It would be hard to argue against the benefits gained from the rapid adoption of smartphones in our society. So many things that were previously a challenge have become easy, a lifetime of knowledge in all subjects sits at our fingertips, and our connections to family and friends are no longer hindered by physical distance. But the rapid shift to adopt these technologies has given us little time to pause and consider whether we may have lost things as well. We no longer wear watches or travel with paper maps. We no longer find ourselves daydreaming or feeling bored while waiting in a line, or for appointment, or at the bus stop. We don’t even have to engage in conversation with our barista, ordering coffee from our phones and wordlessly walking in to pick it up off the counter.
In many cases, we don’t really understand what we have lost because it is already gone. Our generation, the last to straddle the world of “before phones” and “after phones” may be the one closest to truly understanding the gravity of this transition. We’ve gained so much from our technology: knowledge at our fingertips, ability to do simple things more quickly. We are never lost, we are never alone, we are never bored. As Michael Harris unpacks deeply in his book The End of Absence, we have lost the absences in our lives. And with them, many good things that we value as human beings
Perhaps one of our biggest losses is the opportunity to feel boredom. In her study of the impact of smartphones on boredom, Manoush Zamorodi implores us to seek out boredom and give our minds time to wander aimlessly. Zamorodi believes we are robbing ourselves of valuable time spent in the “default mode,” or the pattern of thinking that often leads to our greatest, most creative ideas. When our brains enter the default mode, they make connections between what we already know, and new knowledge gathered throughout our days. It’s our processing time. Without this time, when we are buried in the constant bustle of our busy days, we don’t have the opportunity to go deep and explore complex solutions to problems. We also lack the mental space to integrate new knowledge into our thinking, and commit it to long-term memory in the permanent records of our brains.
Cal Newport encourages the same, asking us to seek out boredom in order to go deeper and produce more meaningful work. Newport emphasizes the importance of “productive meditation,” engaging yourself physically so that your mind can work on a single, well-defined problem. He suggests physical activities, such as running, walking, or my personal favorite, swimming, to physically occupy your body in order to free your mind. When you enter into these periods of productive meditation, you should identify a specific problem you want to work through, mentally map out all of the variables, and then iterate possible solutions in order to solve the problem.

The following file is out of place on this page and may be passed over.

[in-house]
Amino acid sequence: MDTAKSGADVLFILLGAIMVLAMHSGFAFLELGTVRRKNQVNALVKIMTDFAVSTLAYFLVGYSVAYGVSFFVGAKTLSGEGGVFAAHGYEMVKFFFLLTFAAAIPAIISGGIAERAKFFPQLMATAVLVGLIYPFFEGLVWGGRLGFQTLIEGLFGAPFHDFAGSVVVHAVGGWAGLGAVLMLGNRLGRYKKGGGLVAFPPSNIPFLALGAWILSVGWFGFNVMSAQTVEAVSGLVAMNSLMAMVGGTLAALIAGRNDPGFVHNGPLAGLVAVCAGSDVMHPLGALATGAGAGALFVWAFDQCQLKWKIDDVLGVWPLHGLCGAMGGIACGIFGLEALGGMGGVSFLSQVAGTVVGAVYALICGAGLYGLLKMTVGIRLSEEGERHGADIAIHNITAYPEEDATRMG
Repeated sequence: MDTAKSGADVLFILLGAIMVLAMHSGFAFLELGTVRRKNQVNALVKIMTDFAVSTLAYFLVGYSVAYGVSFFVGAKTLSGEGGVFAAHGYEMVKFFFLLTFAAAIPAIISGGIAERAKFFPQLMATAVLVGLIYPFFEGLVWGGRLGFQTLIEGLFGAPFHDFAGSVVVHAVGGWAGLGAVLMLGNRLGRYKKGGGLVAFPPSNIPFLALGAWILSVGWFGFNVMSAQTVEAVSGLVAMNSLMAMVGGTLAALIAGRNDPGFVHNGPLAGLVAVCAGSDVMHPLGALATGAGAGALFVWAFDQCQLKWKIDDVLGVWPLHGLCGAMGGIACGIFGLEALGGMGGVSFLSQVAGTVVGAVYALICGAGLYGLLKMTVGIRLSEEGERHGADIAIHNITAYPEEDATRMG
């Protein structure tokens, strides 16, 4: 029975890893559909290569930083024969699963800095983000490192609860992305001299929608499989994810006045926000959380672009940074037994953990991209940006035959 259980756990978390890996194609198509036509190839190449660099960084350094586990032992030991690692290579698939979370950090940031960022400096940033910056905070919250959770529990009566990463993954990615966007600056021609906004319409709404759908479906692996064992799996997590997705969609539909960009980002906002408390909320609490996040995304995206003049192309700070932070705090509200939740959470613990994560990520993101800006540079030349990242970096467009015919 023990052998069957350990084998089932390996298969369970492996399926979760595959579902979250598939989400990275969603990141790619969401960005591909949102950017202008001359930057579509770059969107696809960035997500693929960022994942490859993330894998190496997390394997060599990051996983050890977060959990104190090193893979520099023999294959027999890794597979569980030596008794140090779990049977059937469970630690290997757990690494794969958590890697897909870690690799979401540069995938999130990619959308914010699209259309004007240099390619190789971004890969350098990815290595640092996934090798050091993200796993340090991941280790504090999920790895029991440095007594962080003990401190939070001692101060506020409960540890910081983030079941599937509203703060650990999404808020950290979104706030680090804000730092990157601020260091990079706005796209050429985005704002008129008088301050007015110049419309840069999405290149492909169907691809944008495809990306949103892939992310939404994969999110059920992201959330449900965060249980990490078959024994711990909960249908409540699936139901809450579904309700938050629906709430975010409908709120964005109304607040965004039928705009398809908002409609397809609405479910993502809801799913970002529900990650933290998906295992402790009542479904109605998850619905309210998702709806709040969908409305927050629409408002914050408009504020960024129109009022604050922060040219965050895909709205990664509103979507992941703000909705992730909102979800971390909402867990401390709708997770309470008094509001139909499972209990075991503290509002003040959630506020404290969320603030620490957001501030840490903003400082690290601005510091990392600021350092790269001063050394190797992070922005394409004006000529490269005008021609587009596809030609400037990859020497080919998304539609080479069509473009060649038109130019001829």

But physical exercise is not the only way to get your brain into the default mode, or to enter into productive meditation. Repetitive handcrafts, such as knitting, crocheting, embroidery, cross-stitch, quilting, or sewing can also bring us into this mental space. When we find ourselves deeply engaged in handcrafts, we enter into Mihaly Csikszentmihalyi’s flow, a state of mind that’s completely engrossing and provides us with profound feelings of happiness. In this state, we can also begin to work through problems that are puzzling us, or contemplate new concepts we are exploring. This state of mind also works to reduce stress and enhance mindfulness, both of which can positively contribute to our overall well-being. These mental states are essential for our ability to produce deep and meaningful work in our lives, and to find purpose and fulfillment in all that we do.
Based on research into the impact of technology on our brains, Adam Gassaley and David Rosen encourage us to take frequent technology breaks. They write, “Whatever relaxes you and takes you away from your overstimulating technological environment will help you re-engage with greater arousal, more capacity for attention, and less susceptibility to being interrupted.”
If we can’t go back, can’t turn around, can’t power down or shut off, we can at least look for ways to mitigate the negative impact of these devices on our lives and our thinking. One way back is through our hands, through the act of making things, manifesting something new from tactile materials, using our brains creatively for production rather than consumption.
Making things by hand is the antithesis to the digital age. Making things by hand demands our time and patience. The act of creating requires tangible elements and creates diverse tactile sensations. It’s a physical process of tapping into part of your brain not used by technology. It’s slow and often haphazard, unlike the fast methodical processing of a computer. It just might be the remedy to give us back all that we have lost.
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